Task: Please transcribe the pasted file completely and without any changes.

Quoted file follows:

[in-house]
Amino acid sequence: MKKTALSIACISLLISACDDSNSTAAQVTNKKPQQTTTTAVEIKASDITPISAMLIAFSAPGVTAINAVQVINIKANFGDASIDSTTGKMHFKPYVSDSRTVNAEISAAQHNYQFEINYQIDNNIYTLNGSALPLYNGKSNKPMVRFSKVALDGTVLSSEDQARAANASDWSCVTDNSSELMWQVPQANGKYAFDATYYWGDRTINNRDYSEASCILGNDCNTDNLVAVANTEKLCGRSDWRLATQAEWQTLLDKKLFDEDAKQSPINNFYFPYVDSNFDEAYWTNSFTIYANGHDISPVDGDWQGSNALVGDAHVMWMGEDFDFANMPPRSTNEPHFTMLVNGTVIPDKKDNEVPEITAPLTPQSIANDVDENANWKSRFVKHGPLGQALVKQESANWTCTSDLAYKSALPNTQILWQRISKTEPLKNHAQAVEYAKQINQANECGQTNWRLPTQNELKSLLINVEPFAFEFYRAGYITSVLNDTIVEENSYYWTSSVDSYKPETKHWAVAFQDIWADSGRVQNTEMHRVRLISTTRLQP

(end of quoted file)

[in-house]
Amino acid sequence: MKKTALSIACISLLISACDDSNSTAAQVTNKKPQQTTTTAVEIKASDITPISAMLIAFSAPGVTAINAVQVINIKANFGDASIDSTTGKMHFKPYVSDSRTVNAEISAAQHNYQFEINYQIDNNIYTLNGSALPLYNGKSNKPMVRFSKVALDGTVLSSEDQARAANASDWSCVTDNSSELMWQVPQANGKYAFDATYYWGDRTINNRDYSEASCILGNDCNTDNLVAVANTEKLCGRSDWRLATQAEWQTLLDKKLFDEDAKQSPINNFYFPYVDSNFDEAYWTNSFTIYANGHDISPVDGDWQGSNALVGDAHVMWMGEDFDFANMPPRSTNEPHFTMLVNGTVIPDKKDNEVPEITAPLTPQSIANDVDENANWKSRFVKHGPLGQALVKQESANWTCTSDLAYKSALPNTQILWQRISKTEPLKNHAQAVEYAKQINQANECGQTNWRLPTQNELKSLLINVEPFAFEFYRAGYITSVLNDTIVEENSYYWTSSVDSYKPETKHWAVAFQDIWADSGRVQNTEMHRVRLISTTRLQP